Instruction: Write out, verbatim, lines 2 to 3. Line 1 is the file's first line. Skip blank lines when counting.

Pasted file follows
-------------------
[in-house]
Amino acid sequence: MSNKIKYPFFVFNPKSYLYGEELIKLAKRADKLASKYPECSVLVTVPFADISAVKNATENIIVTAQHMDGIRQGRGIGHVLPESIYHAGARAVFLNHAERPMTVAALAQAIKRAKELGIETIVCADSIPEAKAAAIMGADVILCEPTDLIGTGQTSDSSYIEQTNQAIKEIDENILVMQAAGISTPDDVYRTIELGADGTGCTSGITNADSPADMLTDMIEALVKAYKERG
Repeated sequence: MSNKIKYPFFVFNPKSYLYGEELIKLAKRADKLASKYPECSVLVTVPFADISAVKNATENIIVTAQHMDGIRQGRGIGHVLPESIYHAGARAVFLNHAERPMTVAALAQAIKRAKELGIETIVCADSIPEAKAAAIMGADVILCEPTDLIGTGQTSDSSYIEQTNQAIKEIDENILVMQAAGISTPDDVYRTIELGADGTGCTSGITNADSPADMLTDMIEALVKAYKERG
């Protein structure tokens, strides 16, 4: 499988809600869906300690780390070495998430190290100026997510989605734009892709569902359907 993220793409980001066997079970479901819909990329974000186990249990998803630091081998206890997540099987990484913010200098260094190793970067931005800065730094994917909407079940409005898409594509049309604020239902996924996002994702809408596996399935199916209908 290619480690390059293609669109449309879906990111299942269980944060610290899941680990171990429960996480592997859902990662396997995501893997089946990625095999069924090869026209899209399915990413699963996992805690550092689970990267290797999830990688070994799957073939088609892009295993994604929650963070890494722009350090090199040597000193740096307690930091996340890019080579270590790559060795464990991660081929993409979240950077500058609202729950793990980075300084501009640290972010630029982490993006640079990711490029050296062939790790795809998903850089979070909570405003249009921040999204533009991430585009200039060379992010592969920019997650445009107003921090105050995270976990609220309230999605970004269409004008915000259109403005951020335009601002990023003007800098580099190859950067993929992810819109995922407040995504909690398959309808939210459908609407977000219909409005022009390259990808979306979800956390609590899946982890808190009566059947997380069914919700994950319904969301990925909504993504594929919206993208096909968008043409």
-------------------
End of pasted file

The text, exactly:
Amino acid sequence: MSNKIKYPFFVFNPKSYLYGEELIKLAKRADKLASKYPECSVLVTVPFADISAVKNATENIIVTAQHMDGIRQGRGIGHVLPESIYHAGARAVFLNHAERPMTVAALAQAIKRAKELGIETIVCADSIPEAKAAAIMGADVILCEPTDLIGTGQTSDSSYIEQTNQAIKEIDENILVMQAAGISTPDDVYRTIELGADGTGCTSGITNADSPADMLTDMIEALVKAYKERG
Repeated sequence: MSNKIKYPFFVFNPKSYLYGEELIKLAKRADKLASKYPECSVLVTVPFADISAVKNATENIIVTAQHMDGIRQGRGIGHVLPESIYHAGARAVFLNHAERPMTVAALAQAIKRAKELGIETIVCADSIPEAKAAAIMGADVILCEPTDLIGTGQTSDSSYIEQTNQAIKEIDENILVMQAAGISTPDDVYRTIELGADGTGCTSGITNADSPADMLTDMIEALVKAYKERG